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Birmingham and Solihull CCGs and cluster

Analysed: Birmingham and Solihull CCGs find their form

HSJ Local Briefing is our new in-depth analysis of the key issues facing the NHS’s major health economies. This week: how the CCGs in Birmingham and Solihull are shaping up, and their plans to tackle QIPP.

Clinical commissioning groups in Birmingham and Solihull have undergone significant upheaval since three quarters were red-rated six months ago.

The five that have been formed out of the previous 12 groups are now more settled, but all have been told their plans need to focus more heavily on the quality, innovation, productivity and prevention agenda.

However, the challenges they face in making the required efficiencies are immense. Nearly a third of Birmingham and Solihull primary care trust cluster’s 2011-12 QIPP savings will not be delivered until 2012-13 and just £42m of next year’s £58m QIPP target has been identified. The CCGs will exist in a complex, inter-linked health system where large providers are struggling on urgent care and maternity measures, in an area with some of the most deprived wards in Europe and the worst infant mortality in the UK.

This week’s HSJ Local Briefing looks at how the CCGs in Birmingham and Solihull are shaping up and their plans to tackle QIPP. The plans include restricting activity growth with their biggest acute provider to 1 per cent, stepping up demand management, restricting further “lower clinical value” treatments and redesigning clinical pathways.

Who are the main players?

There are five CCGs in Birmingham and Solihull, one of which – Sandwell and West Birmingham – also stretches into the Black Country cluster. Covering populations ranging from 136,000 to 575,312, the current five have been whittled down from the 12 that previously existed - nine of which were red-rated in a pre-authorisation test in October.

It is possible that North East Birmingham CCG could in future merge with Solihull CCG, with which it already shares management resources. There are also five GP practices from the disbanded BICC group that were considering joining the biggest CCG – Birmingham – but are now having discussions with Birmingham South Central CCG. Two other practices are unattached to a CCG but would fit geographically with South Central.

Following board-to-board meetings with the cluster, three CCGs have been told they could potentially apply early for authorisation. Of the remaining two, Sandwell and West Birmingham is to “work on a target date for authorisation” and North East Birmingham – the smallest of the five – has been told “urgent improvement” is needed. HSJ understands the concerns centre on leadership, governance arrangements and QIPP delivery.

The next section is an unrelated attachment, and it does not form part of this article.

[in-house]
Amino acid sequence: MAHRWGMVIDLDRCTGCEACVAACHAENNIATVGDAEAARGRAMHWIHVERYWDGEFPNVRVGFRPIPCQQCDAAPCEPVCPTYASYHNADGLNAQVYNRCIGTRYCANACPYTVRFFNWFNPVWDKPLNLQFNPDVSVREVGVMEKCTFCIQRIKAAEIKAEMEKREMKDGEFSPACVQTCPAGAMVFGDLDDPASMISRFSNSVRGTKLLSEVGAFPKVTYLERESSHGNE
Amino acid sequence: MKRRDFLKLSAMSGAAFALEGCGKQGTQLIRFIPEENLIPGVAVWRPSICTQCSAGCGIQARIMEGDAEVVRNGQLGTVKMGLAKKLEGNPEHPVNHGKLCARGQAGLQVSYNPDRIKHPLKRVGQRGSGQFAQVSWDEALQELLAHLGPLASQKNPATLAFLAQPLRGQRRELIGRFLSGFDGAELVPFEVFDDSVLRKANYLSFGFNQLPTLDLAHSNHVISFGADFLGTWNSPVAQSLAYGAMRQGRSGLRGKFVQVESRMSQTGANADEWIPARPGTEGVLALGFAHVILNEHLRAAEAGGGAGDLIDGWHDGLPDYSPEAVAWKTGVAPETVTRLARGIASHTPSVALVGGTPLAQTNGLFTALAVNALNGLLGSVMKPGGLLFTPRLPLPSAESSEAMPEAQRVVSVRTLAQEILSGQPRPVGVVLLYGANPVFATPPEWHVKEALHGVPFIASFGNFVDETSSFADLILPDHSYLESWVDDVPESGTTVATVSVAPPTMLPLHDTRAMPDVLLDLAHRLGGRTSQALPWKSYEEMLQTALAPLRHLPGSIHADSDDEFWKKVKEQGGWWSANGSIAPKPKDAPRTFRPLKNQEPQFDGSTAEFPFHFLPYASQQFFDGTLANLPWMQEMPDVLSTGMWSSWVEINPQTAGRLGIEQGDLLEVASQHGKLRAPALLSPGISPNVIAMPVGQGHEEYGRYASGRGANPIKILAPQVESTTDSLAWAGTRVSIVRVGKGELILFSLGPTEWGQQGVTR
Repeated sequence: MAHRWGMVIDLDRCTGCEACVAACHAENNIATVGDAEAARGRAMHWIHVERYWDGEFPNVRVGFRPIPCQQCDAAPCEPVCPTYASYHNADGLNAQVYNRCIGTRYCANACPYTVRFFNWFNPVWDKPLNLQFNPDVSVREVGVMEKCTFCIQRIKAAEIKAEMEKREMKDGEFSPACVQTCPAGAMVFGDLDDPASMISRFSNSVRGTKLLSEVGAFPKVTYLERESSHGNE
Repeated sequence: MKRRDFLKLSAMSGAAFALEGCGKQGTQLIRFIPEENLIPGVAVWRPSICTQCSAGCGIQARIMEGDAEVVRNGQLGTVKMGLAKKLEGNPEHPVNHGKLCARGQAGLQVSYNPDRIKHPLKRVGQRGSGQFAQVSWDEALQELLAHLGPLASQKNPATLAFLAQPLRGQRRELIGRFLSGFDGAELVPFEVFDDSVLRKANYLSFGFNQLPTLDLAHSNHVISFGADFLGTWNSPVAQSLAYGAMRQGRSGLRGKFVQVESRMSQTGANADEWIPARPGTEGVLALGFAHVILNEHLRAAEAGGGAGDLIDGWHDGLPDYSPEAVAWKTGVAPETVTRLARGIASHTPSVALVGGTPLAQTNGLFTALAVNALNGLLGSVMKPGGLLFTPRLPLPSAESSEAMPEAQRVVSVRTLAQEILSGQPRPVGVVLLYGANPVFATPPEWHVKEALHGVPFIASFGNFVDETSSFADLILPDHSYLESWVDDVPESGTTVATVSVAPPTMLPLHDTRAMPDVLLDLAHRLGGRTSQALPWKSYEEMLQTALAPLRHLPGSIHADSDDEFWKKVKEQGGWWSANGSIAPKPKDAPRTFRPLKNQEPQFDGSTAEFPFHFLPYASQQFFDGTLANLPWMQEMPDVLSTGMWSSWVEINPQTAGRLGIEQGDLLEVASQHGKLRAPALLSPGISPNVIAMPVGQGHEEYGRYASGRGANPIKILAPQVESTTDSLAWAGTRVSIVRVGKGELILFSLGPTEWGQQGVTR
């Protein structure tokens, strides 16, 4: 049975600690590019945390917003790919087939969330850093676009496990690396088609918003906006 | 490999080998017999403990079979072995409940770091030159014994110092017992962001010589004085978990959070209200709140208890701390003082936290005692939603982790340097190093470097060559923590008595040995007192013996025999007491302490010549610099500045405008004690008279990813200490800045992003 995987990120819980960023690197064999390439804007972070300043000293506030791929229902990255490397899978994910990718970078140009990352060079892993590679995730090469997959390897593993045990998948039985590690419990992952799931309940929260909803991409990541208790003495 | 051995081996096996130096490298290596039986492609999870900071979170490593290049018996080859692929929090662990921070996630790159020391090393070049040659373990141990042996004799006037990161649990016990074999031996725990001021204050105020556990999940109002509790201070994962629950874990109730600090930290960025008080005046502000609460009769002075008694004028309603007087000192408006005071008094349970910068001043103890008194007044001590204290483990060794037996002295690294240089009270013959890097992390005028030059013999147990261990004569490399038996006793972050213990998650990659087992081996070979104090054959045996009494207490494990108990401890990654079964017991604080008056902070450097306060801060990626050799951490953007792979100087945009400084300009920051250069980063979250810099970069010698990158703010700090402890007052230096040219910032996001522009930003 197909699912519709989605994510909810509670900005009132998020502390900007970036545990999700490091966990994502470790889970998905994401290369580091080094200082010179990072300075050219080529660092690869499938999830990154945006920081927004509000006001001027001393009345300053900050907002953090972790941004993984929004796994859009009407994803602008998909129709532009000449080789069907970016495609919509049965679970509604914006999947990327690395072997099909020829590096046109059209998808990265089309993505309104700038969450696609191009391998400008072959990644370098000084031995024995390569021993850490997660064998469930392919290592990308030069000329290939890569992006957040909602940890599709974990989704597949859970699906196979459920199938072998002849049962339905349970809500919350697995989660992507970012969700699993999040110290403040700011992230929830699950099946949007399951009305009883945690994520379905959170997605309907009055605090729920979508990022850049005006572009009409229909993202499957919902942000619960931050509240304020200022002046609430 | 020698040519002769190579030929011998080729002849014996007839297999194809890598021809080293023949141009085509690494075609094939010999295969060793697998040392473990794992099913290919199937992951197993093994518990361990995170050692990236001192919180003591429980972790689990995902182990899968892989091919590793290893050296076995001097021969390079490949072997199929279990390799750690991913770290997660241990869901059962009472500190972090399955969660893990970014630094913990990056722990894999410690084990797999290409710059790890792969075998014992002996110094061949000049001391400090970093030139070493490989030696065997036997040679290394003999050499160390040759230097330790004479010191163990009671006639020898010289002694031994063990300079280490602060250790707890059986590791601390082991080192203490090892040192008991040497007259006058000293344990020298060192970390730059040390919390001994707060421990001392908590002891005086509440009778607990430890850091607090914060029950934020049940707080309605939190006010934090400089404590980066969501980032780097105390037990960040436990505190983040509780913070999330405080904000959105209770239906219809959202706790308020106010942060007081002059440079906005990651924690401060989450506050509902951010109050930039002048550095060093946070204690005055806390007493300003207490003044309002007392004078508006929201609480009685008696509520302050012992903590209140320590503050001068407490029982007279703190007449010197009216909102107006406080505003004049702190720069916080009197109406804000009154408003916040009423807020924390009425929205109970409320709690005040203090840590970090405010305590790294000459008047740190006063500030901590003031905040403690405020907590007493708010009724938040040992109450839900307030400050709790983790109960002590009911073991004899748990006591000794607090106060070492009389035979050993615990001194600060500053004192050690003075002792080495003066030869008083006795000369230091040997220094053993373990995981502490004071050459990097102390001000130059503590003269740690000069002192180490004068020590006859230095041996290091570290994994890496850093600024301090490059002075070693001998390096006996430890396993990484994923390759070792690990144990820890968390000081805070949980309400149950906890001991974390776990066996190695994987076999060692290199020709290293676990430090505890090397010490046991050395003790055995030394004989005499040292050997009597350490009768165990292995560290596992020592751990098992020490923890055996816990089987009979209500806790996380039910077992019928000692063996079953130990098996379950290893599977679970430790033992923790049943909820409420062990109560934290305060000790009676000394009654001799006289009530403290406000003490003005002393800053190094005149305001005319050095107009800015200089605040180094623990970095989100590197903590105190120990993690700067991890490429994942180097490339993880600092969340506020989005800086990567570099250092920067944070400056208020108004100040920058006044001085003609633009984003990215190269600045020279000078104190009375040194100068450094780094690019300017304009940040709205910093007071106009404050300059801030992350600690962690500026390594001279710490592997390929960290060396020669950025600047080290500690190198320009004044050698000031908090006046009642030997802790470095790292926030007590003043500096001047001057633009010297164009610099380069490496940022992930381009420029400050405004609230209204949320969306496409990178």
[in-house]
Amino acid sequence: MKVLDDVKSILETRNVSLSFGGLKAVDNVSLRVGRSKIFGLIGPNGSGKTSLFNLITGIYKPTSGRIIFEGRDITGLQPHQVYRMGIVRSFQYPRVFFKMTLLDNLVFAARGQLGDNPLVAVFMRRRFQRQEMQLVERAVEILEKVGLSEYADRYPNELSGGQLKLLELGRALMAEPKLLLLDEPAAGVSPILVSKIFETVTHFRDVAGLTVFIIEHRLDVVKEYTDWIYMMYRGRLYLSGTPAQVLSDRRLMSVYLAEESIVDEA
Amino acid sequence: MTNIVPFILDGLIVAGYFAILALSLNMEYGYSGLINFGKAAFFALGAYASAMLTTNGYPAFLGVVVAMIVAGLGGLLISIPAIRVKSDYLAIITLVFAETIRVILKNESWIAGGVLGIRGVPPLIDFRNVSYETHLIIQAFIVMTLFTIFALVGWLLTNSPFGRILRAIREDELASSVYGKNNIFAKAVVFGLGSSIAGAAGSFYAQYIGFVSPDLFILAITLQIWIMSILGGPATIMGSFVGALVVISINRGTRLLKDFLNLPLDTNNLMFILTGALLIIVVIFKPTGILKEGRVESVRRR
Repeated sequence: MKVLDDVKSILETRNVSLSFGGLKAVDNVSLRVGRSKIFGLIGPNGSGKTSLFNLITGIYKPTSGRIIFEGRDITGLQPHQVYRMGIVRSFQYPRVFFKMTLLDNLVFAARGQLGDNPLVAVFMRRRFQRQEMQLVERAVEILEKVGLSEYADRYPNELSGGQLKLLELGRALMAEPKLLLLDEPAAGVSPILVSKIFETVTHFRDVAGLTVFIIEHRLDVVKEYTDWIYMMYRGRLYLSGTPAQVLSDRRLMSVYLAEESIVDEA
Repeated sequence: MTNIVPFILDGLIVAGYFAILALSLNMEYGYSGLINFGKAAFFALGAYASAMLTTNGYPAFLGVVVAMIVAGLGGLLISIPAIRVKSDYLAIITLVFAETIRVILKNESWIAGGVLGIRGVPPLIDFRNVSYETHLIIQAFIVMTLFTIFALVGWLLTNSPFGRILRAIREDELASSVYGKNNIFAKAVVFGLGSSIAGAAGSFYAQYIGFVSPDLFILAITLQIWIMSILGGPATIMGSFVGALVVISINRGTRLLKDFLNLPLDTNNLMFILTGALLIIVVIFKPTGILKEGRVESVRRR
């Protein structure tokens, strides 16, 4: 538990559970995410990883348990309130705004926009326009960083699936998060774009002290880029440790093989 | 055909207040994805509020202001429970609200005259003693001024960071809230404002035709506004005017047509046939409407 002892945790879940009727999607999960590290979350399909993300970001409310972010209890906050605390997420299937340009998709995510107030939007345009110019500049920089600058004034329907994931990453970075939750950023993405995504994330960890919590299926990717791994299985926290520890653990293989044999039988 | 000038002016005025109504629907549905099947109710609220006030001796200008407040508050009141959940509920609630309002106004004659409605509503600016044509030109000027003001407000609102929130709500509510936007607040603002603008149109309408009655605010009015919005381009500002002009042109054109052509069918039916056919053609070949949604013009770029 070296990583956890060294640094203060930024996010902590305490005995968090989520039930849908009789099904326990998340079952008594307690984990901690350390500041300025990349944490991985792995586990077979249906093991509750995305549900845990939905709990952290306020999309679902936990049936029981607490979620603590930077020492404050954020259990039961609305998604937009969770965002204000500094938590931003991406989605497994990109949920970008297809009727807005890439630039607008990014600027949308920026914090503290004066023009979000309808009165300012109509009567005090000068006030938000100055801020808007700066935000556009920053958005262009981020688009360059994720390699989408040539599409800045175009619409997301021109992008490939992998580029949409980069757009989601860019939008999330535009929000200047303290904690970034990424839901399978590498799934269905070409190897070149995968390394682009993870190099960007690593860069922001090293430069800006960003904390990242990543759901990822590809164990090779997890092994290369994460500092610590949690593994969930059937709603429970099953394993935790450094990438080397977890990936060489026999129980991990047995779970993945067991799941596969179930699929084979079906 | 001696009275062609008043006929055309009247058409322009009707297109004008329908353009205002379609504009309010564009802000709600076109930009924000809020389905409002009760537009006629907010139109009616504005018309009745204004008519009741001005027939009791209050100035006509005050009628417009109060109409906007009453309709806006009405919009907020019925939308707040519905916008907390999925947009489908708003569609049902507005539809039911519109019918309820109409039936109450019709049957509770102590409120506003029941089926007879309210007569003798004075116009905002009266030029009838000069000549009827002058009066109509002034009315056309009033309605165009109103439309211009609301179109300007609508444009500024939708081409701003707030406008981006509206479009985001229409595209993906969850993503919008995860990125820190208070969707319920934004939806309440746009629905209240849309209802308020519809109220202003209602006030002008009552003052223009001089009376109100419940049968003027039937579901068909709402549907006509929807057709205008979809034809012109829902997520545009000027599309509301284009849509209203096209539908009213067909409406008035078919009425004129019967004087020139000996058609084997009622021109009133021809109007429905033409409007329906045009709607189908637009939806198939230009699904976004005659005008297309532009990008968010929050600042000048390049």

However, all the CCGs have been told by the cluster board they need to give further thought to how they will meet QIPP targets, particularly where this will involve potentially fractious relationships with other local organisations. In addition, they have been told they should “scale up” their plans, which have been largely shaped by local medics, to provide a more strategic, multi-professional approach.

CCGs will be assessed for authorisation in four waves between October 2012 and January 2013. This will involve a “360 degree” review by organisations in the local healthcare economy, and senior West Midlands sources said it was unlikely that Birmingham and Solihull’s CCGs would be in the first wave. Some well-placed GPs agreed, arguing it was better to observe and learn from others’ experiences of the process before ploughing ahead.

What challenges do they face in the coming year?

Three of the four PCT areas in the cluster have entered the 2012-13 financial year with an opening deficit in their financial plans – £27.1m, in Solihull’s case. Only Heart of Birmingham starts the year with an opening surplus, of £10.4m.

The combined £58m budget gap across the PCTs equates to the cluster’s QIPP target for this year, which will enable it to end the year with a £4m surplus, the control total set by NHS Midlands and East. Of the £58m, £42m has been identified. There is also an underlying deficit of £17m.

With CCGs in the driving seat with budgets delegated from 1 April this year, they will have to find ways of filling this gap. The biggest burden falls proportionally on the largest group - Birmingham CCG – which will be responsible for £24.2m of QIPP this year.